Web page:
Mock-Journalist Displays Mock-Naïveté
In the spring of 1976, when it was announced that Gerald Ford's press secretary would be hosting an NBC comedy show whose centerpiece segment was an actor playing a news journalist, one of its writers, the former wife of the show's creater/producer responded, “The President’s watching. Let’s make him cringe and squirm.”
Today, an actor who plays a news journalist is shocked -- shocked! -- that there may be disparagement going on in politics. He's scared, and shaken -- but his words are rather less than stirring:
Supporting his sister following her defeat for one of South Carolina’s congressional seats, Colbert, host of “The Colbert Report,” took jabs at CNN, almost denounced his love for the state of South Carolina, and wondered aloud, comically, whether the lies leveled against his sister were a common part of political campaigns.
“This scares me to my core. I’m shaken. This was the first political campaign where I knew and cared about the candidate before they got into politics. I saw first-hand how her opponents smeared her with outrageous accusations I knew to be untrue,” he said on his show Wednesday night. “And that’s made me wonder if other campaigns have done this as well.”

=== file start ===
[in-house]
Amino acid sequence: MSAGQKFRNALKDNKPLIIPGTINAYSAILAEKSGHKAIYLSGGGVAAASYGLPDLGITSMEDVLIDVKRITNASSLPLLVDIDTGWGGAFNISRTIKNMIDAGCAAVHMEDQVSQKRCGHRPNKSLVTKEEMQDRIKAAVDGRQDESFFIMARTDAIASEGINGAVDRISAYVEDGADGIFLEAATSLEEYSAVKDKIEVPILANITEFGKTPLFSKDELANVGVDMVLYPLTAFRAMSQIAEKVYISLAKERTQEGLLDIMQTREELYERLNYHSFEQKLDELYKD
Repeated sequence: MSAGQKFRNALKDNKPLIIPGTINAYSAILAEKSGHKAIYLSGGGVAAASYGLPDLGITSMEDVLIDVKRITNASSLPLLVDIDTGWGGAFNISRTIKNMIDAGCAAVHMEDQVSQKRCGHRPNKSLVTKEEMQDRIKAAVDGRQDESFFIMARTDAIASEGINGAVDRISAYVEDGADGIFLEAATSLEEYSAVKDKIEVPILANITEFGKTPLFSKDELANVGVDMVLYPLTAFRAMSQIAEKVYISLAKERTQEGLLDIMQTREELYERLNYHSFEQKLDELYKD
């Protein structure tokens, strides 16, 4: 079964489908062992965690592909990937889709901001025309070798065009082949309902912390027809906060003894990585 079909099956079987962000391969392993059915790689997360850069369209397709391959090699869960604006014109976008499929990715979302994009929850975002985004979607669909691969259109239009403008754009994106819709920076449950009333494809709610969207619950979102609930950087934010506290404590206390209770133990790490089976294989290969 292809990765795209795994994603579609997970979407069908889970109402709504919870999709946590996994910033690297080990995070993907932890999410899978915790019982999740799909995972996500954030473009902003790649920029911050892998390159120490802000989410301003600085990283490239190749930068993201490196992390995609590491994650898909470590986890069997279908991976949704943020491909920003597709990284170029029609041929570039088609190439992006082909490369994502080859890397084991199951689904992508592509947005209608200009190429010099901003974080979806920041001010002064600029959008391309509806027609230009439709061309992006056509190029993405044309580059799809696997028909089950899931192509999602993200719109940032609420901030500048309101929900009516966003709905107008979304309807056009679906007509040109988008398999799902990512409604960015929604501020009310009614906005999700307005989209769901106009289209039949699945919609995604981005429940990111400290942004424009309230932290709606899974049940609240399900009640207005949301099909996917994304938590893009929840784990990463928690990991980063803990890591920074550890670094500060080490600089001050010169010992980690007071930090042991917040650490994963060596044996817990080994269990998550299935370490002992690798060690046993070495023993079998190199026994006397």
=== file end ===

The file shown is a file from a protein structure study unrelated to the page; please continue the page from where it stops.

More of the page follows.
Gee, wait'll Colbert discovers what he and his network did to Sarah Palin. Of course, we know it's all a game to the faux anchor:
“The voters of South Carolina have spoken,” Colbert said. “Mark Sanford beat my sister and I believe that means Mark Sanford is now my sister. On behalf of my entire family, I want to say that we are deeply sorry about him.”
Whatever your thoughts about Sanford and his peccadilloes, reading between the lines of that last quote, at least we've gotten the chance to see someone in old media -- those who profess to "afflict the comfortable" (and receive six and seven figure salaries while doing so) -- cringe and squirm for a change. Enjoy it; it doesn't happen often.